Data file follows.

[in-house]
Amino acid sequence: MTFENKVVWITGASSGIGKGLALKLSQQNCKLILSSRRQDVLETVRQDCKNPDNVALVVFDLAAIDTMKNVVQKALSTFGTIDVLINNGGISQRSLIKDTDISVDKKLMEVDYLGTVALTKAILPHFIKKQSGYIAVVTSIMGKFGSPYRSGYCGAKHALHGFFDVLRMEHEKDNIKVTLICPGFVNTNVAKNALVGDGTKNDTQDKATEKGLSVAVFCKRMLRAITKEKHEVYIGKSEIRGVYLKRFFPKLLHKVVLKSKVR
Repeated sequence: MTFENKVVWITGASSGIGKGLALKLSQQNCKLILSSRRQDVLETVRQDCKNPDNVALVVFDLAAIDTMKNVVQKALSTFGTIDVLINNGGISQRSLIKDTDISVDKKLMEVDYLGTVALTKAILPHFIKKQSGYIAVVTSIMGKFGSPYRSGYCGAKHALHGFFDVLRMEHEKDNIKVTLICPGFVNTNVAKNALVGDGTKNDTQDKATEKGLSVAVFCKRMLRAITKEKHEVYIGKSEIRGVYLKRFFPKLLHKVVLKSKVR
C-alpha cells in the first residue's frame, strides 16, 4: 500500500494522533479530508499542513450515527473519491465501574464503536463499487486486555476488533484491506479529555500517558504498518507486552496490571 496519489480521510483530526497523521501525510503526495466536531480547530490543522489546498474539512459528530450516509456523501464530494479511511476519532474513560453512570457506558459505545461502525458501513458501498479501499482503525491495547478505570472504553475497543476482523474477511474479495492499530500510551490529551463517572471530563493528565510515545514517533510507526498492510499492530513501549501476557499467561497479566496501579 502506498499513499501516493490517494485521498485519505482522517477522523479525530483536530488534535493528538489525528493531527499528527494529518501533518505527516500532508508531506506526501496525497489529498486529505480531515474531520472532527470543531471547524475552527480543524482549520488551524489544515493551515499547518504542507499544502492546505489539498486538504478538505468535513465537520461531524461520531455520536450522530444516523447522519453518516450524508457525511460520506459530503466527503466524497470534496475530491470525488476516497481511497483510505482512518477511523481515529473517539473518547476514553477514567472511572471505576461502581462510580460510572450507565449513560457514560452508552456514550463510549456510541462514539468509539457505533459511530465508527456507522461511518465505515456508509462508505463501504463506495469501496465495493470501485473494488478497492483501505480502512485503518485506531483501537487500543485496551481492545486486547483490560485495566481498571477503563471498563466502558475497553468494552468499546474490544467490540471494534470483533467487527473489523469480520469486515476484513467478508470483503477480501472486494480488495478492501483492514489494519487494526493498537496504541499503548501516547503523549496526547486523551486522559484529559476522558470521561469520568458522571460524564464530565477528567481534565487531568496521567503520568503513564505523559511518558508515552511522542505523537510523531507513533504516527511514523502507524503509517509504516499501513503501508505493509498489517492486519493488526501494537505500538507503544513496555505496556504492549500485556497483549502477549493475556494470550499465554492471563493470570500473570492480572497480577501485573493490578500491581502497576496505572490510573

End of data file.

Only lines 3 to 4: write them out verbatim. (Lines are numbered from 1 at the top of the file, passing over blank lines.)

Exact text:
Repeated sequence: MTFENKVVWITGASSGIGKGLALKLSQQNCKLILSSRRQDVLETVRQDCKNPDNVALVVFDLAAIDTMKNVVQKALSTFGTIDVLINNGGISQRSLIKDTDISVDKKLMEVDYLGTVALTKAILPHFIKKQSGYIAVVTSIMGKFGSPYRSGYCGAKHALHGFFDVLRMEHEKDNIKVTLICPGFVNTNVAKNALVGDGTKNDTQDKATEKGLSVAVFCKRMLRAITKEKHEVYIGKSEIRGVYLKRFFPKLLHKVVLKSKVR
C-alpha cells in the first residue's frame, strides 16, 4: 500500500494522533479530508499542513450515527473519491465501574464503536463499487486486555476488533484491506479529555500517558504498518507486552496490571 496519489480521510483530526497523521501525510503526495466536531480547530490543522489546498474539512459528530450516509456523501464530494479511511476519532474513560453512570457506558459505545461502525458501513458501498479501499482503525491495547478505570472504553475497543476482523474477511474479495492499530500510551490529551463517572471530563493528565510515545514517533510507526498492510499492530513501549501476557499467561497479566496501579 502506498499513499501516493490517494485521498485519505482522517477522523479525530483536530488534535493528538489525528493531527499528527494529518501533518505527516500532508508531506506526501496525497489529498486529505480531515474531520472532527470543531471547524475552527480543524482549520488551524489544515493551515499547518504542507499544502492546505489539498486538504478538505468535513465537520461531524461520531455520536450522530444516523447522519453518516450524508457525511460520506459530503466527503466524497470534496475530491470525488476516497481511497483510505482512518477511523481515529473517539473518547476514553477514567472511572471505576461502581462510580460510572450507565449513560457514560452508552456514550463510549456510541462514539468509539457505533459511530465508527456507522461511518465505515456508509462508505463501504463506495469501496465495493470501485473494488478497492483501505480502512485503518485506531483501537487500543485496551481492545486486547483490560485495566481498571477503563471498563466502558475497553468494552468499546474490544467490540471494534470483533467487527473489523469480520469486515476484513467478508470483503477480501472486494480488495478492501483492514489494519487494526493498537496504541499503548501516547503523549496526547486523551486522559484529559476522558470521561469520568458522571460524564464530565477528567481534565487531568496521567503520568503513564505523559511518558508515552511522542505523537510523531507513533504516527511514523502507524503509517509504516499501513503501508505493509498489517492486519493488526501494537505500538507503544513496555505496556504492549500485556497483549502477549493475556494470550499465554492471563493470570500473570492480572497480577501485573493490578500491581502497576496505572490510573